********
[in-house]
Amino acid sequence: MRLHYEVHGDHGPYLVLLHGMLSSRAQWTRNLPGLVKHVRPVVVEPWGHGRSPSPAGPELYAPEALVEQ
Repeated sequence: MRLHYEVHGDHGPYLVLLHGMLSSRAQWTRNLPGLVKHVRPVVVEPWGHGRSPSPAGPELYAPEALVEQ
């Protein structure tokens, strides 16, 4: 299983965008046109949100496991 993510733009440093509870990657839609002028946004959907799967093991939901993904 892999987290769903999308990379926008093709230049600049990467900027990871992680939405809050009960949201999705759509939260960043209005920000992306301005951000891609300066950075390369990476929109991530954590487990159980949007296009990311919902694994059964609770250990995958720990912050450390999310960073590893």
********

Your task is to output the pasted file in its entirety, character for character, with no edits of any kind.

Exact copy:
[in-house]
Amino acid sequence: MRLHYEVHGDHGPYLVLLHGMLSSRAQWTRNLPGLVKHVRPVVVEPWGHGRSPSPAGPELYAPEALVEQ
Repeated sequence: MRLHYEVHGDHGPYLVLLHGMLSSRAQWTRNLPGLVKHVRPVVVEPWGHGRSPSPAGPELYAPEALVEQ
């Protein structure tokens, strides 16, 4: 299983965008046109949100496991 993510733009440093509870990657839609002028946004959907799967093991939901993904 892999987290769903999308990379926008093709230049600049990467900027990871992680939405809050009960949201999705759509939260960043209005920000992306301005951000891609300066950075390369990476929109991530954590487990159980949007296009990311919902694994059964609770250990995958720990912050450390999310960073590893």